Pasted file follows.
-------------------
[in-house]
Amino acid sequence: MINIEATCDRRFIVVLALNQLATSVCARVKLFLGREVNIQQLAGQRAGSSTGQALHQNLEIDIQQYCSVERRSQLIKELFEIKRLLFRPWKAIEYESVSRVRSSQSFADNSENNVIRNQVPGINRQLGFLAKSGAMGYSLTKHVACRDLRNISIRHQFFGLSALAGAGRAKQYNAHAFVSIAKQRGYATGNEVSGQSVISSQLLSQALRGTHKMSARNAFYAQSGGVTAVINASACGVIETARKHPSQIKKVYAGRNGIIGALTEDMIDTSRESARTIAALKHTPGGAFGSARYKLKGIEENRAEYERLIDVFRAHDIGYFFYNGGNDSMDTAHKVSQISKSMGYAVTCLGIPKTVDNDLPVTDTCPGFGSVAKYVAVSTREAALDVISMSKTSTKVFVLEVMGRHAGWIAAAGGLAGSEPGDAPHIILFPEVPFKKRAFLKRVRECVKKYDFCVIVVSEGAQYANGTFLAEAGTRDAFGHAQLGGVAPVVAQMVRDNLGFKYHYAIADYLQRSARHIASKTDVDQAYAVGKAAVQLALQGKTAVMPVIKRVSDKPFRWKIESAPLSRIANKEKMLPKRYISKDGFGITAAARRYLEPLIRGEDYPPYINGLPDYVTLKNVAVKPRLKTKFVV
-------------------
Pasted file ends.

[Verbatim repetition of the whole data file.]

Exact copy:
[in-house]
Amino acid sequence: MINIEATCDRRFIVVLALNQLATSVCARVKLFLGREVNIQQLAGQRAGSSTGQALHQNLEIDIQQYCSVERRSQLIKELFEIKRLLFRPWKAIEYESVSRVRSSQSFADNSENNVIRNQVPGINRQLGFLAKSGAMGYSLTKHVACRDLRNISIRHQFFGLSALAGAGRAKQYNAHAFVSIAKQRGYATGNEVSGQSVISSQLLSQALRGTHKMSARNAFYAQSGGVTAVINASACGVIETARKHPSQIKKVYAGRNGIIGALTEDMIDTSRESARTIAALKHTPGGAFGSARYKLKGIEENRAEYERLIDVFRAHDIGYFFYNGGNDSMDTAHKVSQISKSMGYAVTCLGIPKTVDNDLPVTDTCPGFGSVAKYVAVSTREAALDVISMSKTSTKVFVLEVMGRHAGWIAAAGGLAGSEPGDAPHIILFPEVPFKKRAFLKRVRECVKKYDFCVIVVSEGAQYANGTFLAEAGTRDAFGHAQLGGVAPVVAQMVRDNLGFKYHYAIADYLQRSARHIASKTDVDQAYAVGKAAVQLALQGKTAVMPVIKRVSDKPFRWKIESAPLSRIANKEKMLPKRYISKDGFGITAAARRYLEPLIRGEDYPPYINGLPDYVTLKNVAVKPRLKTKFVV